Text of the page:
Notes for Tuesday, October 12, 2021

The 2022 Hobonichi orders opened last month and for the first time in a few years I didn’t immediately place an order. The Hobonichi has been my daily morning diary for organizing the coming day and I can’t see moving away from it. I just realized that shipping was was equal to the price of of the book itself and it would be better to patronize one of the US shops selling it. So far, only the English version is available and I really prefer the Japanese layout even though the quotes that decorate the bottom of the page are meaningless to me. I’m hoping that Jet Pens or someone else has it soon, but ordering from Japan remains an option.

I logged into Dave Winer’s Drummer Blogging tool and I’m envious of the environment. It’s the equivalent of my casual photography approach. It’s outline based and focused purely on daily posts. I’m reminded of the Bullet Journal approach of simple lines that are todo’s, recording of events, thoughts or lists. I don’t think I want to leave my WordPress setup here, but will take the inspiration to see if I can start casual blogging like my casual photography.

The blogging workflow today is capturing links and thoughts in Drafts using Markdown which will get tidied and uploaded with MarsEdit or the WordPress app if the Markdown works. It’s a little variation from the usual flow aimed at creating a collection of notes that can be quickly edited and posted. Not quite Drummer’s direct writing to the web with paragraph by paragraph permanent links and generation of an RSS feed. This is a bit more like the newsletter approach that so many are using as a substitute or supplement to blogging.

John Scalzi, like me, appreciates how WordPress enables website ownership without technical hassle. While I’d love a blog that lived as an OPML outline like my old Bloxsom site lived in text files, I’ve come to appreciate that these blogs are transient entities. After all, this is ODB 3.0 as the old EditThisPage site hosting was abandoned and the text file system was too simple for the modern web world.

I’m looking at the surviving Link Blogs for inspiration, realizing only now that on a phone, any one of these paragraphs is a screen or two or three of text. And that’s where we read now.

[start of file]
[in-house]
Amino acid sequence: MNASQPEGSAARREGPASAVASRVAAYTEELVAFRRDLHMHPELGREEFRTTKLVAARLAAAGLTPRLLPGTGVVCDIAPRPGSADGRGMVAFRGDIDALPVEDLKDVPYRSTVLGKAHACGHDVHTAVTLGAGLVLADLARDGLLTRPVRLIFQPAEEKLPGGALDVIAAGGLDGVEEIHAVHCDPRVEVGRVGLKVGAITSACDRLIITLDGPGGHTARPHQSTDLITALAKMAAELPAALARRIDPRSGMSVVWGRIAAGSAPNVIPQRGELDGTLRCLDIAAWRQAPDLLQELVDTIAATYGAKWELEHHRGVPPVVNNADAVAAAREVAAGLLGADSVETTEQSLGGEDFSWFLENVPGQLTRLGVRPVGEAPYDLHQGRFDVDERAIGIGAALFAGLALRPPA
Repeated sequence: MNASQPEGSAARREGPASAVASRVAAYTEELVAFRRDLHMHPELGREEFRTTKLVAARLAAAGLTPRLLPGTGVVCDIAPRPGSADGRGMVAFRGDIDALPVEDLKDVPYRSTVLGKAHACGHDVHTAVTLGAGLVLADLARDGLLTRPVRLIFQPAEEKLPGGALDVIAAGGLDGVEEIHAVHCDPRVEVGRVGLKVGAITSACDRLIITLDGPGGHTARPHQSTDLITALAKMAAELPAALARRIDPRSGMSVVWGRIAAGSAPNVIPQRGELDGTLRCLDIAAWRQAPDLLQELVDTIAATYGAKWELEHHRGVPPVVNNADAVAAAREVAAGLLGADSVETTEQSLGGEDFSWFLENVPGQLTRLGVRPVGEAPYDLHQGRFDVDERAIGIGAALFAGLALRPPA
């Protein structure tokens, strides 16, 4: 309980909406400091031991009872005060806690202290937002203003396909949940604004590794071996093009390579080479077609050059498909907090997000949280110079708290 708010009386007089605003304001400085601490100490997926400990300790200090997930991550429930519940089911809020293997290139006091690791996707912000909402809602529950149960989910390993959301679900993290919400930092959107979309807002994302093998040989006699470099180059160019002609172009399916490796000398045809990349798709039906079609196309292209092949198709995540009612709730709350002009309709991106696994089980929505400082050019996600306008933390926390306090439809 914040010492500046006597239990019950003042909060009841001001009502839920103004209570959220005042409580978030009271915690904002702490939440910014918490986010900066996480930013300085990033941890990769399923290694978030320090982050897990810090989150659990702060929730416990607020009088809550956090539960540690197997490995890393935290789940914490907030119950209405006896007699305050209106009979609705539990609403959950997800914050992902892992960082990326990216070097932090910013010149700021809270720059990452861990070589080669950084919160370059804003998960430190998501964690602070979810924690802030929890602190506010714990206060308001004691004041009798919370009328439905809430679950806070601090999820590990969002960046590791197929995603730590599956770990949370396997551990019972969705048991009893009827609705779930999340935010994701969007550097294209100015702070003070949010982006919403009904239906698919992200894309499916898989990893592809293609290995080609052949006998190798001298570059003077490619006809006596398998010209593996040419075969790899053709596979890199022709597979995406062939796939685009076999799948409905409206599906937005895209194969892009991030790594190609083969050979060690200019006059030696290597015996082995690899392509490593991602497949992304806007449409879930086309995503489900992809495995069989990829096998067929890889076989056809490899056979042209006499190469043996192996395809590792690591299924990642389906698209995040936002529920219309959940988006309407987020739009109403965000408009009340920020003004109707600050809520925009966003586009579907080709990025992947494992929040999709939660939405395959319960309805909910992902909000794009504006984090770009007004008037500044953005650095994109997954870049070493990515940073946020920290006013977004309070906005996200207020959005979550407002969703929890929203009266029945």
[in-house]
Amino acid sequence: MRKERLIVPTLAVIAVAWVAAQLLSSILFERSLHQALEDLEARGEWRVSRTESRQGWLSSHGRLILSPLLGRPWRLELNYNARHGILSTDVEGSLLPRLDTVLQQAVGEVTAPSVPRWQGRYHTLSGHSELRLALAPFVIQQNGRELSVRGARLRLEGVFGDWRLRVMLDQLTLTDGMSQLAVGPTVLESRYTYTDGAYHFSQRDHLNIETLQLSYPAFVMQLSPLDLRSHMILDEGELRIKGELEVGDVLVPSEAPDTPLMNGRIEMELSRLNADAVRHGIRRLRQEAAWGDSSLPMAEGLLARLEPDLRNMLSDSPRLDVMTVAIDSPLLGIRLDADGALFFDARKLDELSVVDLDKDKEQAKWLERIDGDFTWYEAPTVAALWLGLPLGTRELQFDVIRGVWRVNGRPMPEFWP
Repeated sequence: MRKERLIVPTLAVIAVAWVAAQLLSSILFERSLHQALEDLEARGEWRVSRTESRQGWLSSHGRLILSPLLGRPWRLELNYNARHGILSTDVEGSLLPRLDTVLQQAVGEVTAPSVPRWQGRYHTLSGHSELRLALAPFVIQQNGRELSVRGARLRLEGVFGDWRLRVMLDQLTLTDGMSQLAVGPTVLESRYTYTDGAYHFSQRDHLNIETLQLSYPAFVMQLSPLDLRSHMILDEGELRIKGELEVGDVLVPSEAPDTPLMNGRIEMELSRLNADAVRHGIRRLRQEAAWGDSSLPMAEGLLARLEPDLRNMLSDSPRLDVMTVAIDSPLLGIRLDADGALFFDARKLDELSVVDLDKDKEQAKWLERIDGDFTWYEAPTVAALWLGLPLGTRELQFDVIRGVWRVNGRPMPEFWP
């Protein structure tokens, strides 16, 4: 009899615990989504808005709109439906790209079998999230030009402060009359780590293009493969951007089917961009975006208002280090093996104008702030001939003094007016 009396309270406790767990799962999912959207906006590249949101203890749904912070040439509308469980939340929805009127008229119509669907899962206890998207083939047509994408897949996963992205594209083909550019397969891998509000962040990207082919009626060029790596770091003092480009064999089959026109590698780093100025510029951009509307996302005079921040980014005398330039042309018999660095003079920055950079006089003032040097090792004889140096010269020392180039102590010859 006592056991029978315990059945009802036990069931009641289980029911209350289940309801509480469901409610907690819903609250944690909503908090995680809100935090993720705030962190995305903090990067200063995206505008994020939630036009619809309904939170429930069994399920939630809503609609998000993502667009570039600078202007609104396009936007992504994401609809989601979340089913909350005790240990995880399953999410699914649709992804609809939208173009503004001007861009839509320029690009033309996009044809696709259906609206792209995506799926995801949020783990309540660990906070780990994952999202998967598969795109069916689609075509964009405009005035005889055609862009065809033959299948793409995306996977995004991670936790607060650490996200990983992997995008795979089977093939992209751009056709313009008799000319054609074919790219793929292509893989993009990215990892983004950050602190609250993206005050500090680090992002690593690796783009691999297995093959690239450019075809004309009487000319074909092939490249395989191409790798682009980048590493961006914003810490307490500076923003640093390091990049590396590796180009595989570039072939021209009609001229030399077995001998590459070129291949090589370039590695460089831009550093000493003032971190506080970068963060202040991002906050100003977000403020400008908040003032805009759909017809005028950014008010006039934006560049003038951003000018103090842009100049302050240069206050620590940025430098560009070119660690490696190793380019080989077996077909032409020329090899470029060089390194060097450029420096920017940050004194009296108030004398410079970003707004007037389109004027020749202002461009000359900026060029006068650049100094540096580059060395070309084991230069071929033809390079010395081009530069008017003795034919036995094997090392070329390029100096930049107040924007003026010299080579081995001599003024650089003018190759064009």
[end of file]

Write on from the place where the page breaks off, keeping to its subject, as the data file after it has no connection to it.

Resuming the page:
Yes, I did buy a Mac Mini. As a small consumption device for reading and serving streaming music.

COVID-19: Science working in real time.

My real job is Drug Development, so I design and run clinical trials for a living. The mRNA vaccines are a triumph of molecular biology that owe their origins to the Human Genome Project and people like Francis Collins and Craig Venter. People forget or have never learned this history. I was there and have experienced the revolution in medicine we’re currently living through. But a discussion of the vaccine development is for another time.

Today I heard this report on NPR which was a bit different from my understanding regarding spreading of infection by vaccinated individuals. Breakthrough COVID may not be as threatening as scientists thought : NPR. Just like those recently infected may have virus mRNA detectable by nasal swab but be no longer capable of infecting others, vaccination may do this as well, maybe even better. Directly contradicts this from NPR just a few months ago. CDC: Data Shows Vaccinated People Can Spread The Delta Variant : Coronavirus Updates : NPR. Or maybe the truth is that COVID vaccines cut the risk of transmitting Delta — but not for long

This is science. This is where I live day to day. Conflicted evidence and uncertainty. Really tough on the public health authorities asked to provide policy and guidance to the public, to businesses and to government. It’s true we tend to be conservative under conditions of uncertainty like this. But there’s no question that any risk of vaccination is clearly outweighed by the benefit to oneself and to others in your community. And where there’s spread, masking and social distancing are the only tools we have to flatten the curve of exponential spread of infection. Those facts are clear.

We’re learning huge amounts about viral pandemics from these events. Learning about viral mutation through the course of a pandemic. Learning about how this new vaccine technology works in the real world- the right dose, the right schedule and how to monitor for adverse events when a complete new medical treatment is rolled out to hundreds of millions of people in the course of 6 months. Just amazing science and medicine.

Believe me, we’ll not only get through this and the pandemic will end over the next year or so. But our understanding of the events is only just starting. And that’s how science has always worked.

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